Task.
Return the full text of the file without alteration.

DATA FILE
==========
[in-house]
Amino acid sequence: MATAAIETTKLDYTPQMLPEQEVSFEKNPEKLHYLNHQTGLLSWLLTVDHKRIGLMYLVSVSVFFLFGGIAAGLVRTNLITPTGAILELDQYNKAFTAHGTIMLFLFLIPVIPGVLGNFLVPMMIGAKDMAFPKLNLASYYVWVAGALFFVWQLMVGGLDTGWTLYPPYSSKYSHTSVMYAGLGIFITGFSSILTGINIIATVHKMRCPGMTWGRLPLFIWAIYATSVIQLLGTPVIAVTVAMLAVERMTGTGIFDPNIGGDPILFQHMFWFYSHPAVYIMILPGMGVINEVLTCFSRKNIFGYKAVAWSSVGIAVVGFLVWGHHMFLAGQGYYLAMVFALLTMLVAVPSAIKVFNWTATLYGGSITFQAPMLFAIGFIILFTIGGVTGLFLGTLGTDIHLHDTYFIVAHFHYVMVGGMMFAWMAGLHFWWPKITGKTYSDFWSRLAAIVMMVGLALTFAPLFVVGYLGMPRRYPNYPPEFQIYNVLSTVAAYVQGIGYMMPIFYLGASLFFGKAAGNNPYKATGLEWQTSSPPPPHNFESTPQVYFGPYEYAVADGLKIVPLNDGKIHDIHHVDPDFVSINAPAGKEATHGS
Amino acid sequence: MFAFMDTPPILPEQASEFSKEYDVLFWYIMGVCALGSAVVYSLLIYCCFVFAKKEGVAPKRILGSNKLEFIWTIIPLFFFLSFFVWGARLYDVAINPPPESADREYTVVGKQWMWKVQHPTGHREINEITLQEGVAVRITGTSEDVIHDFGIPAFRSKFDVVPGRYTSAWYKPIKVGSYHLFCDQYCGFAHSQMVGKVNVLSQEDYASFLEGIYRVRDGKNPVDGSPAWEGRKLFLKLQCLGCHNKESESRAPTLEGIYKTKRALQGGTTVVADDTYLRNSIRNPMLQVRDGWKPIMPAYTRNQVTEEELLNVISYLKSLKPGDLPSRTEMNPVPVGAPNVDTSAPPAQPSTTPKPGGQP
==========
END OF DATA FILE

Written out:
[in-house]
Amino acid sequence: MATAAIETTKLDYTPQMLPEQEVSFEKNPEKLHYLNHQTGLLSWLLTVDHKRIGLMYLVSVSVFFLFGGIAAGLVRTNLITPTGAILELDQYNKAFTAHGTIMLFLFLIPVIPGVLGNFLVPMMIGAKDMAFPKLNLASYYVWVAGALFFVWQLMVGGLDTGWTLYPPYSSKYSHTSVMYAGLGIFITGFSSILTGINIIATVHKMRCPGMTWGRLPLFIWAIYATSVIQLLGTPVIAVTVAMLAVERMTGTGIFDPNIGGDPILFQHMFWFYSHPAVYIMILPGMGVINEVLTCFSRKNIFGYKAVAWSSVGIAVVGFLVWGHHMFLAGQGYYLAMVFALLTMLVAVPSAIKVFNWTATLYGGSITFQAPMLFAIGFIILFTIGGVTGLFLGTLGTDIHLHDTYFIVAHFHYVMVGGMMFAWMAGLHFWWPKITGKTYSDFWSRLAAIVMMVGLALTFAPLFVVGYLGMPRRYPNYPPEFQIYNVLSTVAAYVQGIGYMMPIFYLGASLFFGKAAGNNPYKATGLEWQTSSPPPPHNFESTPQVYFGPYEYAVADGLKIVPLNDGKIHDIHHVDPDFVSINAPAGKEATHGS
Amino acid sequence: MFAFMDTPPILPEQASEFSKEYDVLFWYIMGVCALGSAVVYSLLIYCCFVFAKKEGVAPKRILGSNKLEFIWTIIPLFFFLSFFVWGARLYDVAINPPPESADREYTVVGKQWMWKVQHPTGHREINEITLQEGVAVRITGTSEDVIHDFGIPAFRSKFDVVPGRYTSAWYKPIKVGSYHLFCDQYCGFAHSQMVGKVNVLSQEDYASFLEGIYRVRDGKNPVDGSPAWEGRKLFLKLQCLGCHNKESESRAPTLEGIYKTKRALQGGTTVVADDTYLRNSIRNPMLQVRDGWKPIMPAYTRNQVTEEELLNVISYLKSLKPGDLPSRTEMNPVPVGAPNVDTSAPPAQPSTTPKPGGQP